Dr. Tarseem Singh In India, just three days before we celebrate Independence Day, Indians celebrate Librarian Day throughout the country on the 12th of August every year to commemorate the birth anniversary of Dr. Shayali Ramamrita Ranganathan, who is known as the Father of Library Science in India. Dr. Ranaganathan was born on August 9th, 1892 in Shayali (a place in Thiruvarur District in Tamil Naidu) to Ramamrita Ayyar and Seethalakshmi. Although he stated in one of his books that he was born on August 9th, 1892, the date August 12th, which was mentioned in his official documents, was ultimately chosen to be celebrated as Librarian Day. Dr. S. R. Ranganathan got his early education from Hindu High School in Shyali. He went to Madras Christian College and earned a B.A. degree in 2013 and an M.A. degree in Mathematics in 2016. After completing his education, he was appointed as a faculty member of Mathematics at Government College, Mangalore, in 1917, where he served for two years. From there he was transferred to Government College, Coimbatore, and served there in the year 1920. From 1921-1923 he taught Mathematics at Presidency College, University of Madras. But later on, destiny got him appointed as Librarian at Madras University Library, and there he took charge of Librarianship on January 4th, 1924. He appears hesitant to continue as a library professional during his early days as a librarian at Madras University.Some feel that it was due to the fact that he did not have any formal education in library science and his knowledge of the subject was confined only to the articles he read in the Encyclopaedia Britannica a day before his interview as a librarian. After his appointment as librarian, he went to University College, London to get formal training and education in library science. It was during his days at University College, London that Dr. Ranganathan got interested in the field of librarianship and never looked back and devoted the rest of his life to the profession of librarianship. He learnt the nitty-gritty of library science and took keen interest in subjects like library classification and cataloguing of documents. Being a mathematician and an inquisitive mind, he learnt the principles and practises of the subject in a very short time and became successful in finding some of the flaws in the library classification scheme of Dewey Decimal Classification, and started thinking of a new classification scheme. In a very short time, he got the basics of the subject and started contributing his knowledge for the betterment of the subject. The major work which made Dr. Ranganathan a world-class author and innovator is his promulgation of the Five Laws of Library Science and Colon Classification. In 1931, he published five laws of library science. These laws resulted in idealistic statements that govern library science philosophy: First law – books are for use. Second law – Every reader his/her book. Third law – Every book its reader. Fourth Law – Save the time of user. Fifth Law – A library is a growing organism. The other marvellous work by Dr. Ranganathan was the Colon Classification Scheme (1933). The beauty of the colon classification is that it provides an analytico-synthetic system of assigning class numbers to the documents. Due to its capability of providing a unique class number to each and every document, this scheme was a special one, and thus it was implemented in many research libraries. Under this scheme, the document is divided into facets/divisions, i.e., personality, matter, energy, space, and time (P.M.E.S.T). In addition to these, Dr. Ranganathan has contributed to almost every aspect of librarianship and written many articles and books on different categories. The major works by Dr. Ranganathan are: Classified Catalogue Code (1934), Prolegomena to Library Classification (1937), Elements of Library Classification (1945), Headings and Canon (1955), Classification and Communication (1951). In addition to these, he also wrote treatises on library administration and library manuals, book selection, etc. For almost two decades, i.e., from 1924 to 1944, the University Library remained as his karam bhumi where he experimented, developed and implemented his ideas for the betterment of library services. In 1929, he started a summer school at the University of Madras to impart education in library and information science. This school later led to the introduction of a certificate course. Although Dr. Ranaganathan resigned from the librarianship of Madras University in 1944, he contributed Rs. 1 lac from his own savings to establish a teaching department in Library and Information Science at Madras University in 1957. Not only this, he also helped the university in establishing the Sarada Ranganathan Chair in Library Science in 1959, which was the first Professorship in Library Science in the British Commonwealth. After his resignation from the post of librarian at the University of Madras, he accepted the assignment of librarianship and professor of Library Science at the Hindu University of Varanasi (Banaras) and worked there from 1945 to 1947. From 1947 to 1954, he worked as a professor of Library Science at the University of Delhi and helped the university in starting a department of Library Science. In addition to these, Dr. Ranganathan also helped and advised the Government of India in establishing state-of-the-art institutes like the Indian National Scientific Documentation Centre (INSDOC) in 1952 and the Documentation Research and Training Centre (DRTC) in 1962. He was a founding member and chairman of the first Advisory Committee of INSDOC. He established the DRTC centre at the Indian Statistical Institute at Bangalore and remained associated with it for the rest of his life. In addition to his writings and establishing institutes of world repute, he engaged himself in a number of professional activities and remained a member of some of the most well-known library associations in India and abroad. He founded the Madras Library Association and worked as its Founder Secretary from 1928 to 1945, and he was president of the Indian Library Association from 1944 to 1953. He was member of International Library Committee of the World Association for Adult Education. He remained an honorary vice president for life of the Library Association of Great Britain. Keeping in view the contributions of Dr. Ranganathan in Library Science, the Government of India and other organisations conferred several academic and civil awards on him. The Government of India awarded Padamshri in 1957, and in 1965, he was honoured with the title of National Research Professor in Library Science. In 1992, the centennial year of his birth, the Govt. of India released a postal stamp on his name. In addition to these, he was also honoured with various honorary degrees and titles from time to time. The acumen of Dr. Ranganathan can be gauged from the statement that ‘What Newton was to Physics, Dr. Ranganathan was to Library Science.’ He authored more than 50 works, over 2000 research papers, and scores of library development plans and library legislation documents. He passed away on September 27th, 1972, after a long illness.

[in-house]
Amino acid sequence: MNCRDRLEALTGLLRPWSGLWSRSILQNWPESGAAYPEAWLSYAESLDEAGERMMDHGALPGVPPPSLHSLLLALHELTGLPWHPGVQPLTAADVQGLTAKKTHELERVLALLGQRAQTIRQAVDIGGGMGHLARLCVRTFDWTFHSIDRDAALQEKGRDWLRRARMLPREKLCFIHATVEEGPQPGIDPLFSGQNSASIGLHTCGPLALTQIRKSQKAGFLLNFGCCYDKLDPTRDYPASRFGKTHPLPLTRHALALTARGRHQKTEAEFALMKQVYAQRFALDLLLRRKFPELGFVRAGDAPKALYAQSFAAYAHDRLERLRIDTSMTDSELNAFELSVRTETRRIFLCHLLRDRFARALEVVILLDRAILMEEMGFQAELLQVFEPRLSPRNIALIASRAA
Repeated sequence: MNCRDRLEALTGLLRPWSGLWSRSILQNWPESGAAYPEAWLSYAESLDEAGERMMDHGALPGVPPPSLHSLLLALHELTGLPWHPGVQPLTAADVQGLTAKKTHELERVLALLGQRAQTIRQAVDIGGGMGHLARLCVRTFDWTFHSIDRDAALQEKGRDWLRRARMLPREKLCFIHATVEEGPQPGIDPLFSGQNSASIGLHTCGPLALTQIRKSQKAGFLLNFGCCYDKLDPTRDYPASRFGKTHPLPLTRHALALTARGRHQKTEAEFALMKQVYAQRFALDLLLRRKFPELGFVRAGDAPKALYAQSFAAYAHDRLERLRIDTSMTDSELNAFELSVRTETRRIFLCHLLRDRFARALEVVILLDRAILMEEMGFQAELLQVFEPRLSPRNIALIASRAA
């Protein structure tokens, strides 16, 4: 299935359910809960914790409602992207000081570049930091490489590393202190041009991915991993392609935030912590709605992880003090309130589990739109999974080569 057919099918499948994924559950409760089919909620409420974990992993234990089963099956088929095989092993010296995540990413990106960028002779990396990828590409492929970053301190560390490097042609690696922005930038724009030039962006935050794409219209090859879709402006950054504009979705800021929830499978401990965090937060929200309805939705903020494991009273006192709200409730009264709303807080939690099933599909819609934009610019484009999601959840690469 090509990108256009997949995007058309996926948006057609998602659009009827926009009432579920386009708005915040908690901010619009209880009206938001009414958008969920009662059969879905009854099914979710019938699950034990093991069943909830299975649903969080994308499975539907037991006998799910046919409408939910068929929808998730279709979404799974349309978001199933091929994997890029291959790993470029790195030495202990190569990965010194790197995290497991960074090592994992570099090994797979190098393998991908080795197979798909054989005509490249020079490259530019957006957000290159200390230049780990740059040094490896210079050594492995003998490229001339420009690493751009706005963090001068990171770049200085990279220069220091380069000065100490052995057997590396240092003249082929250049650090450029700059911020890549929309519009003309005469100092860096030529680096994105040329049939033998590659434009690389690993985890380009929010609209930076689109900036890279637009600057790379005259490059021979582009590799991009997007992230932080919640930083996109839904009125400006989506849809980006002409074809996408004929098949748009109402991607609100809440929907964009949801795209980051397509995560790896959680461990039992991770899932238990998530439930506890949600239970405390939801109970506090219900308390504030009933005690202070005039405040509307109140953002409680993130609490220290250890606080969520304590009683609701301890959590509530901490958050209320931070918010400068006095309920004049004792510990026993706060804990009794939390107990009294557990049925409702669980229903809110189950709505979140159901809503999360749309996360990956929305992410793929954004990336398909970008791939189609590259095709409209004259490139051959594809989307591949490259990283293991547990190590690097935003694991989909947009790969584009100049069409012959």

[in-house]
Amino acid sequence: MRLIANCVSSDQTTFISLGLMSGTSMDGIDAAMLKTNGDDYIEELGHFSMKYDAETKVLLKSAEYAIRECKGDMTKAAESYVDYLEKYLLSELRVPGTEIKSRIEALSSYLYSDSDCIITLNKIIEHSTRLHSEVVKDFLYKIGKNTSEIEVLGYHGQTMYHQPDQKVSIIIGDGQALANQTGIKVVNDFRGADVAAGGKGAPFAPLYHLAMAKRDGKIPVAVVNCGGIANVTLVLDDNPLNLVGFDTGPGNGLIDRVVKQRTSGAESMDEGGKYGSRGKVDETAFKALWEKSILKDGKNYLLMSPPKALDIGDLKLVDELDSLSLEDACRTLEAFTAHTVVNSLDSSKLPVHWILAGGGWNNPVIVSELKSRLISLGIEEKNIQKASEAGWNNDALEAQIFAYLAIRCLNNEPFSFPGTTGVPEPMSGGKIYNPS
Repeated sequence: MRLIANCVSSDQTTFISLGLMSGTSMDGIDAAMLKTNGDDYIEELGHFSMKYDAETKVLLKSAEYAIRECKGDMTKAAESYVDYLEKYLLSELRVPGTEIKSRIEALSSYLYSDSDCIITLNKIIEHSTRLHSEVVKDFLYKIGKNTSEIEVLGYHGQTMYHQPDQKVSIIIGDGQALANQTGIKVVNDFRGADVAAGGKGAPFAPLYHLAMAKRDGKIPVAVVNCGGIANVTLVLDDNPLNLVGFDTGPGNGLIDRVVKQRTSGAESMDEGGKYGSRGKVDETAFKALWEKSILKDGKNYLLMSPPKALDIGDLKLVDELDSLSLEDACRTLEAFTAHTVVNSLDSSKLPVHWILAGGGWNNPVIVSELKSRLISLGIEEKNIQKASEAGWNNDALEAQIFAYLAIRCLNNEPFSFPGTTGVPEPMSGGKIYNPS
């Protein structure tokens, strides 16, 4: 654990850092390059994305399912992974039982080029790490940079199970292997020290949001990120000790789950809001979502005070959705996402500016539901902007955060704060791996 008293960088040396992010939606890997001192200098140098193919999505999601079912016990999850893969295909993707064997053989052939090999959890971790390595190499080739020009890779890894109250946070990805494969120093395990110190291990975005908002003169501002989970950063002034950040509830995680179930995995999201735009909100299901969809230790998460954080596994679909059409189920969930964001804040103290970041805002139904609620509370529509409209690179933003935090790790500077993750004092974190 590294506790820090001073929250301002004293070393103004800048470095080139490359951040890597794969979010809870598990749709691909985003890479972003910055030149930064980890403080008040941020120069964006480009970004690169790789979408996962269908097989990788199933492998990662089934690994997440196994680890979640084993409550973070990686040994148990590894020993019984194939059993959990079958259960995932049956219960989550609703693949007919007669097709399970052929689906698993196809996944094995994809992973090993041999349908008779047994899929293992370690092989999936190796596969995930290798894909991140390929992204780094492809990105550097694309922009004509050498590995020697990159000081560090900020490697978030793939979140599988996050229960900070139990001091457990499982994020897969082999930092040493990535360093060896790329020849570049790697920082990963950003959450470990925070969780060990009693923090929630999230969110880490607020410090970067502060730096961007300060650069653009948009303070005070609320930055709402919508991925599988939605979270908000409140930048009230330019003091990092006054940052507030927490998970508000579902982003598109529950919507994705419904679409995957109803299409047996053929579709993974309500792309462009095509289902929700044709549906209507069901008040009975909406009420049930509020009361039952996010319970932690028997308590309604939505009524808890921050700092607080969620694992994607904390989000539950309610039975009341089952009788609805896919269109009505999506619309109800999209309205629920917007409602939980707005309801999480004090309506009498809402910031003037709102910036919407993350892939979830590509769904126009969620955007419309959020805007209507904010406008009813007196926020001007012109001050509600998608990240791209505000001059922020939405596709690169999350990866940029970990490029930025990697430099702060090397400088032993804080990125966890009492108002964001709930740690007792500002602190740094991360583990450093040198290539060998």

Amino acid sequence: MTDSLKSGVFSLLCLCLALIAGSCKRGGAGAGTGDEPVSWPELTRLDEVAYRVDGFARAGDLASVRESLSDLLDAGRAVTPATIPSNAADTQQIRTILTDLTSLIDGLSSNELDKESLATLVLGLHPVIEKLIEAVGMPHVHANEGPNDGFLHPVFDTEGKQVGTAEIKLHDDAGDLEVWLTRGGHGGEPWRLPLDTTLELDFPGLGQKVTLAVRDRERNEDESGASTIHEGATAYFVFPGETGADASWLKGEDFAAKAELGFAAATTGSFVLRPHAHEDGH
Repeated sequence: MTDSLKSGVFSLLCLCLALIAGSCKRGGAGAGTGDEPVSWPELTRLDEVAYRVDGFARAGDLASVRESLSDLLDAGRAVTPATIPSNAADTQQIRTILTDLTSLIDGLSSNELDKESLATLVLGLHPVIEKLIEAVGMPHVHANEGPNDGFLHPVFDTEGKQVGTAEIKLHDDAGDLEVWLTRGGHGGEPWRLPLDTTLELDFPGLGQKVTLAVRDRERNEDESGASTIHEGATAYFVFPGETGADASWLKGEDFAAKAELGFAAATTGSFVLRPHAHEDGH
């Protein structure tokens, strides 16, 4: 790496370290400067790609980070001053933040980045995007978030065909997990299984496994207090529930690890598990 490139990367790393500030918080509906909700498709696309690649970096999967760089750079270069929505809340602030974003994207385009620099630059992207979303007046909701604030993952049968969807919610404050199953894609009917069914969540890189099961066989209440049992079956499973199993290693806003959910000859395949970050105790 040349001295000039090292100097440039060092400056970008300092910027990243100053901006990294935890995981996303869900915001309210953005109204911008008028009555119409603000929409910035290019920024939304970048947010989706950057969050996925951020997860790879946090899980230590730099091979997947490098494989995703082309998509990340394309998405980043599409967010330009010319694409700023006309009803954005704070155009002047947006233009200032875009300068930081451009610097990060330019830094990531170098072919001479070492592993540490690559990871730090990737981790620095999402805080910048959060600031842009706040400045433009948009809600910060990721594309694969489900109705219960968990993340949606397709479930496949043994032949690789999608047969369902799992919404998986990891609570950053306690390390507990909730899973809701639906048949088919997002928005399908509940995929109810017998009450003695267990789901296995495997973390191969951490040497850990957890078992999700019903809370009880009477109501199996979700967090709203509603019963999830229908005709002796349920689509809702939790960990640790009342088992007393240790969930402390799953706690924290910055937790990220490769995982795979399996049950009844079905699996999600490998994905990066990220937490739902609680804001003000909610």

(The author is Assistant Librarian and President of Jammu University Library Officers Association, JULOA)